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Lake life

A doctorate in crappie!

A wise man once told me he was weary of knowing too much and understanding too little. After spending eight hours at Crappie University Saturday, I know what he meant.

Eight hours of prime knowledge shared by four top crappie fishermen from four different states is a treat you don’t get just anywhere. In fact, there was only one place to do it in our area on Saturday and that was at Crappie University. It will take me a while to process it all, but I do know one thing. It made me want to go fishing and try out what I learned.

It was the first Crappie University ever held in our region with instructors Barry Morrow of Deepwater, Missouri; Lance Evans of Flora, Mississippi; Blaine Salter of Geismar, Louisiana and Josh Jones of Sulpulpa, Oklahoma.

There were 89 students hosted by Bobby Garland Crappie Lures and the Louisiana Delta Community College. It was the next best thing to actually getting to go fishing, plus there was no homework or fish to have to clean. Today we’ll share just a few tidbits of what the instructors had to say that you might find interesting.

Barry Morrow kicks off the Monroe Crappie University

From Barry Morrow, touring pro, guide and “the Crappie Coach”:

“Jigging for crappie isn’t jigging. You don’t bounce your lure up and down, up and down all the time. Have you ever seen a fish swim up and down, up and down? No. They swim in a relatively smooth straight line. You want your bait to mimic what the batfish normall do. Jigging is a style of fishing, using artificial baits in a swimming motion.”

“ A common question is which side of a plastic jig, like a Bobby Garland Baby Shad, do you fish on the top. The answer is you can do it both ways. I’ve fished it one way and my partner the other without seeing a lot of difference. One trick you might try, though, is fishing it flat, laying on its side. Crappie are predators and they go after the weakest baitfish first. When you rig it on it’s side, it looks and flutters like a wounded shad.”

Lance Evans explains the long lining rod setup

From Lance Evans, Mississippi crappie guide:

“There are a lot of ways you can catch crappie, but you should try long lining. That’s basically trolling the lures the proper depth and speed behind the boat. It takes a while to set up, but it’s worth it. And you can simply do it by holding one or two poles and trolling behind the boat without a fancy setup. You cover a lot of territory and catch a lot of fish.”

“I guide all the time and one thing I’ve learned is if you are open minded, you’ll catch more fish. I often have husband and wife groups. The husband already knows what he wants to do, but the wife listens and does exactly what I tell her. I spend every day doing this, so it’s not just a guess. At the end of the day, when the wife has caught more than her husband, it often isn’t a pretty sight.”

Blaine Salter gives hands-on instruction in shallow water jig pole techniques

From Blaine Salter, Salter’s Jiggin’ Pole System

“When’s the best time to fish? Most people say early and late. My dad taught me that you can catch more fish from 10 a.m. – 2 p.m. than any other time. If he only had four hours to fish, that’s when he would go.”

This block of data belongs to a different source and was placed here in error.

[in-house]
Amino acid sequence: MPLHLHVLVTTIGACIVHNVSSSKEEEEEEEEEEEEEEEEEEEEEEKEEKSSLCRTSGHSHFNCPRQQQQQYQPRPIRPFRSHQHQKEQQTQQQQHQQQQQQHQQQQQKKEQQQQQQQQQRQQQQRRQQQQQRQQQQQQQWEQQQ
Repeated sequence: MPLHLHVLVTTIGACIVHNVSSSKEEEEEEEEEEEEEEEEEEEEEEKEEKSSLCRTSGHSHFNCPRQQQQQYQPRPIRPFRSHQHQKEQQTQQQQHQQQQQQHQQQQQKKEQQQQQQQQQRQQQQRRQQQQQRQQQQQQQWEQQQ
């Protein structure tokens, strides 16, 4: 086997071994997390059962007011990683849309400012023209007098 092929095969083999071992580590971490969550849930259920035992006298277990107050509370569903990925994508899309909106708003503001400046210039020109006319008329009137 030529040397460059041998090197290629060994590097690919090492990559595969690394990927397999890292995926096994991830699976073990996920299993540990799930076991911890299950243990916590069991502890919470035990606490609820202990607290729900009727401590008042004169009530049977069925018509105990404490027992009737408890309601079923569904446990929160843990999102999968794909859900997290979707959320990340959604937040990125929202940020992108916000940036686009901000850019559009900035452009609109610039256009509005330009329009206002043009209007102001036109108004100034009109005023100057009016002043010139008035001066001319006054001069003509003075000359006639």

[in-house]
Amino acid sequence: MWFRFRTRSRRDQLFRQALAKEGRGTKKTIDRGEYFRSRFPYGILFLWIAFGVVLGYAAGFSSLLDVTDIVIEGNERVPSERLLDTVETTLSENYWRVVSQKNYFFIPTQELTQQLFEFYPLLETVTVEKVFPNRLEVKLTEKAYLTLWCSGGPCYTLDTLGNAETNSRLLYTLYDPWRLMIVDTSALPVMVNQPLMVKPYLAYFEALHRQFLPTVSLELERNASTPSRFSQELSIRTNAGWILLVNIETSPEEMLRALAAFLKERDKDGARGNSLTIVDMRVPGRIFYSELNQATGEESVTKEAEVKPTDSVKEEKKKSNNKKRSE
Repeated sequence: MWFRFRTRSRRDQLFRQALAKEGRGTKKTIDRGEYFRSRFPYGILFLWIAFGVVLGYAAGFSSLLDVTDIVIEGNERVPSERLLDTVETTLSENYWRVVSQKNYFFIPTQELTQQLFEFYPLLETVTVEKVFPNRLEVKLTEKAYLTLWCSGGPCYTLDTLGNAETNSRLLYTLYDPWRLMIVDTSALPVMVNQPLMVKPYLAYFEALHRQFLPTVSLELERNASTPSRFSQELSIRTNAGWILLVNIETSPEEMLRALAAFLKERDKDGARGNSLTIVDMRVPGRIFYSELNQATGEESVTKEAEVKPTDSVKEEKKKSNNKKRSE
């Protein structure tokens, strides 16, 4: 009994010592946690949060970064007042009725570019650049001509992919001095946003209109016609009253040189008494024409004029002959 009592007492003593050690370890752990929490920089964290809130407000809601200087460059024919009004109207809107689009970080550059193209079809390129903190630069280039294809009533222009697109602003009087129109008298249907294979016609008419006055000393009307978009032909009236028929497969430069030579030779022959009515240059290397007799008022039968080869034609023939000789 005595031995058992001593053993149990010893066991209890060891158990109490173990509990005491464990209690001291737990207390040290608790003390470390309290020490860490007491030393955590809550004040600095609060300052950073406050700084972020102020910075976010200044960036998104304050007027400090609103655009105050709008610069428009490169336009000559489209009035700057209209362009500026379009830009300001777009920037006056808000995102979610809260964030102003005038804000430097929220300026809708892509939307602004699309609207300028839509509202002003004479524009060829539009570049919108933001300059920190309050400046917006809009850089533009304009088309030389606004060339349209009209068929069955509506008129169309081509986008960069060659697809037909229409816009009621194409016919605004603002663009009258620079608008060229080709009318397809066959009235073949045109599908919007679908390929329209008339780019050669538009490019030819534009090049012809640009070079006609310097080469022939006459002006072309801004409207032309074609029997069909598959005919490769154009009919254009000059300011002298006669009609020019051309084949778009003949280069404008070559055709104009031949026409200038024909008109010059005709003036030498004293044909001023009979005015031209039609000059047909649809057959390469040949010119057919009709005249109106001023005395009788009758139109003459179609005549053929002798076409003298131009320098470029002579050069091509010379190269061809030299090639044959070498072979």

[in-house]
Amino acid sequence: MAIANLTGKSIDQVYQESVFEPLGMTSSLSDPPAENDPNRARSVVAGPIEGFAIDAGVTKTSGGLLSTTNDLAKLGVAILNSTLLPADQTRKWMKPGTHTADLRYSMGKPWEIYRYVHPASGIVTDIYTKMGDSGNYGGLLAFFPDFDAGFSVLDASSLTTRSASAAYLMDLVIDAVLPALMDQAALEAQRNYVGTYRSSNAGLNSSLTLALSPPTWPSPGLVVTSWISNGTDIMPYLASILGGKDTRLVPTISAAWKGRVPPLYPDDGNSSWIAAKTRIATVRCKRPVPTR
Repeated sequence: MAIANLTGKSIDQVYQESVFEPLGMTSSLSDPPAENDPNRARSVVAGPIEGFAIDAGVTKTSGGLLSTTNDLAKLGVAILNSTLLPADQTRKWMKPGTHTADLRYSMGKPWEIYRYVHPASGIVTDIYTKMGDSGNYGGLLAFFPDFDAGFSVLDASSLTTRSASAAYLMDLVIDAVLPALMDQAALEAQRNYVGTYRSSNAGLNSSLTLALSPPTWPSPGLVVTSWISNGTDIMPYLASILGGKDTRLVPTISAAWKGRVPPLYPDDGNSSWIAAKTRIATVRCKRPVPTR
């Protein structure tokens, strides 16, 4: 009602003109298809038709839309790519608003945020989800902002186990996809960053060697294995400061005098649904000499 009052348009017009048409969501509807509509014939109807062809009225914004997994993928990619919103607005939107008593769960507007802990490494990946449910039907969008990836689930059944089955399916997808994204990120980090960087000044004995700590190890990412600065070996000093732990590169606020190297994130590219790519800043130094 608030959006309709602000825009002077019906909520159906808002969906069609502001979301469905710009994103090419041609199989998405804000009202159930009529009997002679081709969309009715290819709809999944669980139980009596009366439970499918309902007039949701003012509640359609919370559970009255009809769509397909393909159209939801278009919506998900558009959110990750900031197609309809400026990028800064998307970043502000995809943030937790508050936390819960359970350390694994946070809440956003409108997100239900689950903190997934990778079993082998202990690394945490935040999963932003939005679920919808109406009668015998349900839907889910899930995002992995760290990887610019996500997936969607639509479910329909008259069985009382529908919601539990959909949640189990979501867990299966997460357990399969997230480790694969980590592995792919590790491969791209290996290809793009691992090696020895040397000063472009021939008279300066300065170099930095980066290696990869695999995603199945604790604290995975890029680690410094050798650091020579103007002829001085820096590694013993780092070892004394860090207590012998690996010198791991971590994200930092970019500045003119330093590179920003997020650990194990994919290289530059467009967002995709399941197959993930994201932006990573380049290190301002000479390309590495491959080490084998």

“Our fishing in south Louisiana is mostly shallow water fishing. When it is sunny, we fish the shade like it is life or death. The crappie will sit up close to structure facing the sun. He won’t sit sideways to the sun. Remember that. He can’t close his eyes, so he’s going to find that shade. Sometimes they don’t want to bite, so we use the ‘pesteration’ technique. If we think there are crappie on a tree, we’ll fish a full circle around it. We’ll pester him until he bites.”

Josh Jones explains that on LiveScope, you can see your double jig rig (red arrow on the left) and drop it right in front of a big two-pound crappie that you see on the screen (red arrow on the right). You can also see the fish swim up and bite the jig!

From Josh Jones, fishing guide and guru of the new LifeScope Technology:

“When they were developing Panoptix and the LiveScope technology, I got to fish with it almost a year to help them figure out what to do with it. It’s a game changer. It is your eyes under the water. It turns good days into bad days. You can see fish and you can see which ones are the big fish and the little fish. You can see your bait and you can control your bait to where you put it right in front of the biggest fish. If you’ve got to catch fish, it’s a no-brainer.”

“LiveScope is teaching us a lot of things about crappie that we never knew. Sometimes you can see fish, put the bait right in front of them and they won’t bite. Sometimes they are spooky and if you even lower the bait near them, they’ll just swim away. One thing for sure, never let your bait go below a big crappie. That will spook them and they won’t bite. Another thing is that crappie, especially the big ones, bite feeding upward and you might never feel them. You may not even notice other than to see a sudden bit of slack in your line. If there’s any doubt, set the hook. Hook sets are free.”

“Fishing LiveScope has become a love/hate relationship. It has taken the suspense out of fishing. You know when a fish is there. You know how big it is. And you know when it is going to bite. It’s not fishing any more. It’s hunting.”


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